3. It is valuable to attempt to factor into the need projections the desire to have more applicants for science and mathematics teaching positions than there are positions available. A surplus of applicants allows for greater selectivity in hiring and thus increases the likelihood of hiring better quality teachers
It is difficult to determine how the quantitative estimate of teacher need should be adjusted to reflect the desire to have a surplus of applicants for science and mathematics teaching positions, especially on a statewide basis. In reality, some schools and districts will always have more applicants for open positions than will others, and applicants from districts with a surplus cannot necessarily be redirected to other districts experiencing a shortage. Thus, a careful district-by-district analysis would be necessary to determine how many additional teachers should be added to a need projection in order to ensure that most districts can hire more selectively.
Also important in calculating how great an applicant surplus is desirable would be some sort of determination of how different ratios of applicants per position are likely to enhance the quality of teachers hired and whether there is some “lowest effective ratio” that significantly improves the likelihood of hiring better teachers. There are few, if any, available empirical studies of the phenomenon that could provide useful guidance.
One example of a state wrestling with a related issue is Maryland. In looking at the ratio of STEM graduates to STEM jobs (not restricted to teaching) in other states that are its closest competitors in high technology industries, the state’s Bohannon Commission determined32 that in order to be competitive with its rivals Maryland needed to increase its ratio from two STEM graduates for every three STEM jobs to a ratio of 1:1. This ratio was not rigorously calculated, and it is unclear to what extent it applies to the teaching profession. It is a reminder, however, that estimates of teacher demand that err on the low side court not only the possibility that some schools and districts will be unable to meet their need for science and mathematics teachers but also the possibility that many of the teachers hired will be less qualified than is desirable.
1. We use the term “need” throughout this report to reflect the extent to which the supply of teachers meets the demand. “Supply” is used in this report to denote the available pool of teachers, and “demand” is used to denote the number of teachers required to staff the classes offered – and ideally, the number of classes that would be offered were the supply adequate to staff them.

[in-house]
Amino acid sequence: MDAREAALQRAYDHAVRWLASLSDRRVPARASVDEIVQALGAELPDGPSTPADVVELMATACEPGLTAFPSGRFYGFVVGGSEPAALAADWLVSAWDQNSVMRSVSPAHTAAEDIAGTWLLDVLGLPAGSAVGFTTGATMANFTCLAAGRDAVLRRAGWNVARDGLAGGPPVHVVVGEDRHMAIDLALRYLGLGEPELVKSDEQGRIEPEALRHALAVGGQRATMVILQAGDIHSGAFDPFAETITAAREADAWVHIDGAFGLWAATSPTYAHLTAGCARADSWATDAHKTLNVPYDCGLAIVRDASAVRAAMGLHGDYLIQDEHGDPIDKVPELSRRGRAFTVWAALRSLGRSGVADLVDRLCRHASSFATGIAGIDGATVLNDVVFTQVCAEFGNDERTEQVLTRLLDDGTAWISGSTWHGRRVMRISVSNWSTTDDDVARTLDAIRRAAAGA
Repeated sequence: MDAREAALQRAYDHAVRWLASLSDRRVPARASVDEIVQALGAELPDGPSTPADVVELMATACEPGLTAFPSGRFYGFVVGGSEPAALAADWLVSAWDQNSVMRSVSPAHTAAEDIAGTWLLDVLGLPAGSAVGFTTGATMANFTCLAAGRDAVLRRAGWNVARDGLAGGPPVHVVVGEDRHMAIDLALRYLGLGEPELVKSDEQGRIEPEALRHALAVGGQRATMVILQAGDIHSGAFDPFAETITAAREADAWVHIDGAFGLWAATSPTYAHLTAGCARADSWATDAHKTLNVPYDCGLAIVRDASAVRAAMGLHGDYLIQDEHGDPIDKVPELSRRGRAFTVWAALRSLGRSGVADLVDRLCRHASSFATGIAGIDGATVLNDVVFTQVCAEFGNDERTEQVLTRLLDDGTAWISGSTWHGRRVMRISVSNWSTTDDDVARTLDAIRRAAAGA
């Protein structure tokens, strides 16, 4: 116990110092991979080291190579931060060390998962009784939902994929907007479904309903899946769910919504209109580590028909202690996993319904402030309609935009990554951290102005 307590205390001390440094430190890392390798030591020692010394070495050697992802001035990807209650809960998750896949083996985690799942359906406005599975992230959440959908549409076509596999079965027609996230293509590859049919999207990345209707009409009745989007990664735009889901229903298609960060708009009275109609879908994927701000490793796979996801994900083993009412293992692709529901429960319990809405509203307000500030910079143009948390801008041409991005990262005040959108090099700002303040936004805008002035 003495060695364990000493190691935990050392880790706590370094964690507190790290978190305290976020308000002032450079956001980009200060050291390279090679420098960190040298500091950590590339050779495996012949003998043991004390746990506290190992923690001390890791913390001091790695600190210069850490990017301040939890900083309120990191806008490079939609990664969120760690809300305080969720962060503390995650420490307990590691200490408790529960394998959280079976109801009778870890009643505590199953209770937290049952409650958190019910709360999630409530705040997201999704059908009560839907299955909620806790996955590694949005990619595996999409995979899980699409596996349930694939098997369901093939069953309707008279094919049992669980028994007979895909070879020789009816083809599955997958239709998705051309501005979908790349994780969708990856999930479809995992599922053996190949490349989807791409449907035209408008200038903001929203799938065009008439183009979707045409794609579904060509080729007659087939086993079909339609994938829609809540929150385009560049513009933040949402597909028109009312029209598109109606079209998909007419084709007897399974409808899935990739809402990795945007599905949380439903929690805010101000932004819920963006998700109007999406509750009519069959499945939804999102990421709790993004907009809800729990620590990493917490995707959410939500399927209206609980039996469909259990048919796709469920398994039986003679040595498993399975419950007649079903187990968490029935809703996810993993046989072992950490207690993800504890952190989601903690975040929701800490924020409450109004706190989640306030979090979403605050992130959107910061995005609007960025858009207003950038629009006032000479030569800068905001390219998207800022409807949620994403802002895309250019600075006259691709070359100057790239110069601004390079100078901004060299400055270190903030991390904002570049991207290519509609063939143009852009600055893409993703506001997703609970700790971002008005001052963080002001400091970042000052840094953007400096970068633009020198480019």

2. The inclusion of the private school sector would require appropriate modifications of both supply and demand estimates. Private school teachers, for example, could no longer be considered part of the “reserve pool” for the public schools, even though there would continue to be migration of private school teachers into public schools. Similarly, teachers who leave public schools to teach in private schools would not properly be counted in state attrition rates if both public and private education is included in the analysis of teacher supply. Another issue if private schools are included involves the appropriate definition and count of the state’s science and mathematics teachers. Not all private schools require their teachers to have the credentials that would be required to teach in the state’s public schools.
3. The target class size may be a state-mandated or district-mandated upper limit. Target limits may differ from one district to another, and these may differ from the state target, thus complicating the statewide computation of demand.
4. If minority students in a particular state or district, for example, tend to take fewer science courses than white, non-Hispanic students, then we could anticipate a change in the demand for science courses – other things being equal – if the proportions of these groups in the total student population are projected to change.
5. It is virtually impossible to know the exact number of licensed teachers in a state, as many who have licenses on record will have moved away and others no longer in teaching are likely to be lost track of. In any event, the importance of data on the number of all licensed science and mathematics teachers is not to provide a hard figure that can be included in a calculation of total teacher supply but to gain an order of magnitude estimate of the “reserve pool” of licensed teachers on the assumption that, if the pool is large enough, effective policies and incentives might draw more of them into (or back into) teaching than those who currently become delayed entrants and re-entrants.